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Comment
   
Added: 10 Jun 2024 19:31 GMT   

Toll gate Close
Did anyone live at Toll Gate Close, which was built in the area where the baths had been?

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Comment
   
Added: 2 May 2024 16:14 GMT   

Farm Place, W8
The previous name of Farm Place was Ernest St (no A)

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Tony Whipple   
Added: 16 Apr 2024 21:35 GMT   

Frank Whipple Place, E14
Frank was my great-uncle, I’d often be ’babysat’ by Peggy while Nan and Dad went to the pub. Peggy was a marvel, so full of life. My Dad and Frank didn’t agree on most politics but everyone in the family is proud of him. A genuinely nice, knowledgable bloke. One of a kind.

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Theresa Penney   
Added: 16 Apr 2024 18:08 GMT   

1 Whites Row
My 2 x great grandparents and his family lived here according to the 1841 census. They were Dutch Ashkenazi Jews born in Amsterdam at the beginning of the 19th century but all their children were born in Spitalfields.

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Wendy    
Added: 22 Mar 2024 15:33 GMT   

Polygon Buildings
Following the demolition of the Polygon, and prior to the construction of Oakshott Court in 1974, 4 tenement type blocks of flats were built on the site at Clarendon Sq/Phoenix Rd called Polygon Buildings. These were primarily for people working for the Midland Railway and subsequently British Rail. My family lived for 5 years in Block C in the 1950s. It seems that very few photos exist of these buildings.

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NEARBY LOCATIONS OF NOTE
29 Rackham Street, W10 29 Rackham Street lay about halfway along on the north side of the street.
29 Rackham Street, W10
Adair Road before redevelopment (1964) A photo showing Adair Road’s junction with Golborne Gardens in March 1964.
Adair Road before redevelopment (1964)
Adair Road junction with Southam Street (1932) A wet day in London W10.
Adair Road junction with Southam Street (1932)
Admiral Blake (The Cowshed) The Admiral Blake was situated at the corner of Ladbroke Grove and Barlby Road.
Admiral Blake (The Cowshed)
Barlby Primary School Barlby Road Primary School has long served the children of North Kensington.
Barlby Primary School
Clayton Arms A pub which was situated halfway down West Row in Kensal Town.
Clayton Arms
Corner of Caird Street and Lancefield Street (1910) The corner of Caird Street with Lancefield Street.
Corner of Caird Street and Lancefield Street (1910)
Corner of Rackham Street, Ladbroke Grove (1950) The bombing of the Second World War meant that some whole streets were wiped off the future map. Rackham Street, in London W10, was one of them.
Corner of Rackham Street, Ladbroke Grove (1950)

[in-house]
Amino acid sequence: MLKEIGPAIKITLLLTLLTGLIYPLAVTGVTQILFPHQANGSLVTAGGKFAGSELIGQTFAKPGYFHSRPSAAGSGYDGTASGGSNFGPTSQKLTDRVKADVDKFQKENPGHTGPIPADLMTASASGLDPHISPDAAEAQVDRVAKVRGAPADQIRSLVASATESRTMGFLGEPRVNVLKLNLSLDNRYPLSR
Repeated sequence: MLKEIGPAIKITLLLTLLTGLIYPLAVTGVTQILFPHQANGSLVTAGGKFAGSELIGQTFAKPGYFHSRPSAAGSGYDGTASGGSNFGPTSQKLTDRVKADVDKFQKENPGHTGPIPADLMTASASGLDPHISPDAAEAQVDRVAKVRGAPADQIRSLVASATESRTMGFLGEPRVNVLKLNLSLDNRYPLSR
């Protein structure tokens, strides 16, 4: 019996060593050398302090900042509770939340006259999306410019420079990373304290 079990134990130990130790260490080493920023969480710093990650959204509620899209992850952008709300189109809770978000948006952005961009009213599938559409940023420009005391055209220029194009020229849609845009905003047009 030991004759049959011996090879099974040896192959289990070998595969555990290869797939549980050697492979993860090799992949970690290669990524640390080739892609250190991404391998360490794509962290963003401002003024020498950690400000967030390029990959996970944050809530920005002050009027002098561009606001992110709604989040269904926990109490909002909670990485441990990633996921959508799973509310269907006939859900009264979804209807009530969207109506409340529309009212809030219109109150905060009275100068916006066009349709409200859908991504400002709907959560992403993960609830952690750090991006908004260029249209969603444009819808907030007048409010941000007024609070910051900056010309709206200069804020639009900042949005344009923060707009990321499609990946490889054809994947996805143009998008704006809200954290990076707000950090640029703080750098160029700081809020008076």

Emslie Horniman’s Pleasance Emslie Horniman’s Pleasance is the traditional starting point for the Notting Hill Carnival.
Emslie Horniman’s Pleasance
Gas Light and Coke Company The gasometers of the Gas Light and Coke company dominated North Kensington until demolition in the late 20th century.
Gas Light and Coke Company
Harrow Road (1920s) Harrow Road in the 1920s, looking south east towards the Prince of Wales pub and the Emmanuel Church spire.
Harrow Road (1920s)
Hudson’s the chemist (1906) Hudson’s, a chemist shop, stood on the corner of Ilbert Street and Third Avenue in the Queen’s Park estate.
Hudson’s the chemist (1906)
Jack of Newbury The Jack of Newbury stood at the corner of East Row and Kensal Road until it was bombed on 2 October 1940.
Jack of Newbury
Kensal House There are two Kensal Houses in London W10 - this was the original
Kensal House
Ladbroke Grove (1950) Ladbroke Grove on the corner of St Charles Sqaure taken outside the Eagle public house, looking north, just prior to the outbreak of the Second World War.
Ladbroke Grove (1950)
Ladbroke Grove looking north (1900) This early 1900s image was taken just south of the junction of Ladbroke Grove and Treverton Street.
Ladbroke Grove looking north (1900)
Ladbroke Grove railway bridge Looking north over Bartle Bridge in the 1950s
Ladbroke Grove railway bridge
Lads of the Village One of the signature public houses along Kensal Road.
Lads of the Village
Lothrop Street (1907) Postcard of a "street on the Queen’s Park Estate".
Lothrop Street (1907)
Middle Row School Middle Row School was established in the late 19th century to provide education to the children of Kensal New Town.
Middle Row School
Portobello Arms The Portobello Arms was a former pub in Kensal Town, established in 1842.
Portobello Arms
Queen’s Park Library Queen’s Park Library was built to improve the minds of the new Queen’s Park Estate residents.
Queen’s Park Library
Rackham Street, eastern end (1950) The bombing of the Second World War meant that some whole streets were wiped off the future map. Rackham Street, in London W10, was one of them.
Rackham Street, eastern end (1950)
Rackham Street, western end (1950) A bombed-out Rackham Street, looking down from the junction with Exmoor Street.
Rackham Street, western end (1950)
St Charles Square after bombing (1950) A corner of St Charles Square looking north, just after the Second World War
St Charles Square after bombing (1950)
St Charles Square ready for redevelopment (1951) Photographed in 1951, the corner of St Charles Square and Ladbroke Grove looking northwest just after the Second World War.
St Charles Square ready for redevelopment (1951)
St Martins Mission Saint Martin's Mission was originally known as Rackham Hall as it was situated on Rackham Street.